In the midst of Bryce Harper's torrid May that has taken the baseball world by storm, it's been easy to forget that the skill set of the Nationals' phenom goes well beyond hitting the long ball.
Just ask the Philadelphia Phillies, who saw Harper hurt them in more ways than one in the Nats' 4-1 victory Sunday afternoon. The 22-year-old right fielder didn't homer, but still went 2-for-3 with a walk, a run and two RBI, including driving in the go-ahead run on a groundout in the fifth inning and a two-out opposite-field bloop hit to bring in an insurance run in the seventh.
"Those will add up," he said later. "Definitely. Just trying to get those RBI."
Sure, Harper's home run totals have drawn and will continue to draw most of the headlines as his breakout season rolls on. But what has impressed his skipper the most is that, even while red hot, he's shown a consistent, disciplined approach at the plate. Rather than trying to swing for the fences in every at-bat, he's shown more of a willingness to work deep into the count and excel in key situations.
"The secret of success for him or any other player is two-out basehits with guys in scoring position, getting that guy in from third base with less than two outs," said manager Matt Williams. "That's what will make a fantastic season. He accomplished both of those today."
What'll also make Harper's season a success is if he continues to develop as an outfielder, something that showed up once again on Sunday. With the score still 2-1 in the seventh and a man on first base, Harper fielded a single to right and gunned it to second in time for a force out for his club-leading fourth outfield assist of the season.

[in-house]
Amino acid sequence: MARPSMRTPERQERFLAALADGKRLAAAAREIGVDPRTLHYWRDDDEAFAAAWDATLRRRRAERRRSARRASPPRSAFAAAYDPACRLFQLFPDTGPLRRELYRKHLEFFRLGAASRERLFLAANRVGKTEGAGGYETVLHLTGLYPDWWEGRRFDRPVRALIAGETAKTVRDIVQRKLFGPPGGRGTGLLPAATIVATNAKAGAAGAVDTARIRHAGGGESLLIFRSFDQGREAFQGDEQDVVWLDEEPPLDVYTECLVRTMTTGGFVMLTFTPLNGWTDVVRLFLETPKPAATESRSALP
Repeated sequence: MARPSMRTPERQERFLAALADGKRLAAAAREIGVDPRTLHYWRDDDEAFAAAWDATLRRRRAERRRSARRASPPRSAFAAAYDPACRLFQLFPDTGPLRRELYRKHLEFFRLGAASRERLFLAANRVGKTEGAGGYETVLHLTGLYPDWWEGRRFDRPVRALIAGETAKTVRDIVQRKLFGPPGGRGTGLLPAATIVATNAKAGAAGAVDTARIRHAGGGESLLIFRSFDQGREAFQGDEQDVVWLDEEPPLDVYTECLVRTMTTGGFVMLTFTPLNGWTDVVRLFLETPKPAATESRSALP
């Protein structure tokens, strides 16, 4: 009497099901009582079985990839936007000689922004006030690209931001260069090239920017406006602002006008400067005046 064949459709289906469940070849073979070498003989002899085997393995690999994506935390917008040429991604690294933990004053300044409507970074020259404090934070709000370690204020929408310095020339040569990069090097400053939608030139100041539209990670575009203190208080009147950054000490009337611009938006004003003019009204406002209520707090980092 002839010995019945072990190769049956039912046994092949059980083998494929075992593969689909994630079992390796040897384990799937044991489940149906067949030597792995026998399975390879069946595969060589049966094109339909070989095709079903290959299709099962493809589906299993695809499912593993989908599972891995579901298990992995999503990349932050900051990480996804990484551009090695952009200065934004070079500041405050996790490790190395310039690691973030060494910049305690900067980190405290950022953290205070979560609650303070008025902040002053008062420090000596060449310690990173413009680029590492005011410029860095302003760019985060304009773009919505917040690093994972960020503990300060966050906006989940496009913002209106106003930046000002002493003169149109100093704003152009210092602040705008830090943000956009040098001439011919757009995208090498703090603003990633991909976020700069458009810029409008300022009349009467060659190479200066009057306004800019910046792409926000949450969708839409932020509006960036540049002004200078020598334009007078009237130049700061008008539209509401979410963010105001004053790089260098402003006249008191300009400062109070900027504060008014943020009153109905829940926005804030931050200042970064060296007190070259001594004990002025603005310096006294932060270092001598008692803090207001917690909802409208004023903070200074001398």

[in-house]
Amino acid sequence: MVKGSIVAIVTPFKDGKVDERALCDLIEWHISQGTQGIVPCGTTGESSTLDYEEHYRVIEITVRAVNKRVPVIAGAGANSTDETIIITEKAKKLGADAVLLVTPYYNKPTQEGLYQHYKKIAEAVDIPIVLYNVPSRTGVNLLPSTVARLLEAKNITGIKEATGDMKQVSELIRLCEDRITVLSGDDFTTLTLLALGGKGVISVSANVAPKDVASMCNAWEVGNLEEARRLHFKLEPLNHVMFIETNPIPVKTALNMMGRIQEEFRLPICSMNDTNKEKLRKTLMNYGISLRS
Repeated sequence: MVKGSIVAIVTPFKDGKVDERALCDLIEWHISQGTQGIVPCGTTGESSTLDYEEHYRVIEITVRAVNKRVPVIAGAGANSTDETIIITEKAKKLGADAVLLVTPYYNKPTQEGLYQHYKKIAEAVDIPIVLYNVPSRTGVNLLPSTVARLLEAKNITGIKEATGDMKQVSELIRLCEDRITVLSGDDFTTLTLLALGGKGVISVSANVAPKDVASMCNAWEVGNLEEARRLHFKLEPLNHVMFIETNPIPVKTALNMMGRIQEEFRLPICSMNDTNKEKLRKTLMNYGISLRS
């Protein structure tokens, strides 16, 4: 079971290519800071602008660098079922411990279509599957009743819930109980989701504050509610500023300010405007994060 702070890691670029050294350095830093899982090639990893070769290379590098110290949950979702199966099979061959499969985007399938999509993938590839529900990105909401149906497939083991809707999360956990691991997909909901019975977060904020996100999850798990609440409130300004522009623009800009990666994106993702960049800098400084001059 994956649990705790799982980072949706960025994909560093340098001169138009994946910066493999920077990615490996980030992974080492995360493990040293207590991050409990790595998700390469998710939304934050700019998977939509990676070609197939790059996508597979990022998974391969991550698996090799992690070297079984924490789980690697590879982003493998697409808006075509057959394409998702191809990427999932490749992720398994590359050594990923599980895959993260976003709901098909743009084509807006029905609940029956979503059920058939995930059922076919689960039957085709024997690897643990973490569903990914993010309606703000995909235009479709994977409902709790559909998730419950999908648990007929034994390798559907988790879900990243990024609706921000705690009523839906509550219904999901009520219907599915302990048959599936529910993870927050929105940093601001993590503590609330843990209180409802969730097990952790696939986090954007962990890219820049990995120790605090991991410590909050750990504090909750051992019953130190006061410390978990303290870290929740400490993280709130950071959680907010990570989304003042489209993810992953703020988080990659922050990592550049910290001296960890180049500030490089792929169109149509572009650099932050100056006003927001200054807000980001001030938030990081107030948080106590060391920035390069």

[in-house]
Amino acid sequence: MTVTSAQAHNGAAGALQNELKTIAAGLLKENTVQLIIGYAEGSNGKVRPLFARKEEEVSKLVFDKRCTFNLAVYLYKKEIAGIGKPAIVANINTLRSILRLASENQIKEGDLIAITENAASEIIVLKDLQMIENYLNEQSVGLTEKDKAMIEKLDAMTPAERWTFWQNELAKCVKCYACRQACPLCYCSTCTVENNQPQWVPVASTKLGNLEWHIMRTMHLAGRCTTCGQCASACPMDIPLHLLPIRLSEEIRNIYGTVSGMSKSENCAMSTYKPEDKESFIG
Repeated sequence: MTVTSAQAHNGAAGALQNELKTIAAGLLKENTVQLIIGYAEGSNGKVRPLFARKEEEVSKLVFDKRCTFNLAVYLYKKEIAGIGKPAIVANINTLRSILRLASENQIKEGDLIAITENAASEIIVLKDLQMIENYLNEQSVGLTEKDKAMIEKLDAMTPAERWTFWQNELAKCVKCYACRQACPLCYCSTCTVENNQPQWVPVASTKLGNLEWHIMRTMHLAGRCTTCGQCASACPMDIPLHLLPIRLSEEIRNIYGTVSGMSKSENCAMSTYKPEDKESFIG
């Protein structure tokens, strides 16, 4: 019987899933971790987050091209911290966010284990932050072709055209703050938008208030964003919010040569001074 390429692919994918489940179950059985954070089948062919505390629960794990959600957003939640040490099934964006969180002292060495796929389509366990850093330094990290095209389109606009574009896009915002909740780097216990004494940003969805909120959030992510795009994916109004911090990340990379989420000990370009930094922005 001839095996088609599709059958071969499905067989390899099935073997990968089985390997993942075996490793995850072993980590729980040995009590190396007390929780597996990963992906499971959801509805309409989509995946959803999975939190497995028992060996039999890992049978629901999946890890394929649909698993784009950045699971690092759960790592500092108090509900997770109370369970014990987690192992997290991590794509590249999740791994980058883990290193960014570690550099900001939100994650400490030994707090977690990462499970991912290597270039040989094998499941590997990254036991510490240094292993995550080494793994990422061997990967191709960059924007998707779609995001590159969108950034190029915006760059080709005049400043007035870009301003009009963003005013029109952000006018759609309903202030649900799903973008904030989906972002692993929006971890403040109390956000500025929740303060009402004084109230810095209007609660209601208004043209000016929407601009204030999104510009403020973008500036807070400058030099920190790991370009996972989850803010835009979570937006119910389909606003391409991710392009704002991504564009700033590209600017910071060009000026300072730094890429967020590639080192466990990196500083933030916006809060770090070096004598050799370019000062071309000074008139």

"I take a lot of pride in my defense," Harper said. "Being able to get out there every single day and shag and do the thing I need to do, taking those reps, getting some pointers from Denard [Span] and [Jayson Werth] and [outfield coach] Tarasco of course. Just trying to be the best right fielder I can. If I'm not hitting, then I don't want them to hit either."
It seems as if even without hitting the ball out of the park, Harper still finds new ways to wow not only the D.C. fanbase, but the other members of the Nats clubhouse. His statistics in Sunday's boxscore may not look eye-popping on paper, but Sunday's win was a prime example of how he can help the ball club win in a multitude of ways.
"He's just becoming the all-around ballplayer," starter Gio Gonzalez said. "You can see it. He's a superstar, and he's been a superstar since he was in high school. It's basically what we've been waiting to see, and he's bringing it."
"He'll hit balls over the fence, but that won't be the measure of his success," added Williams. "It will be those little things that he does over the course of a game that allow us to get an extra run, or cut a run down, things of that nature.
"That kind of talent makes him a special player."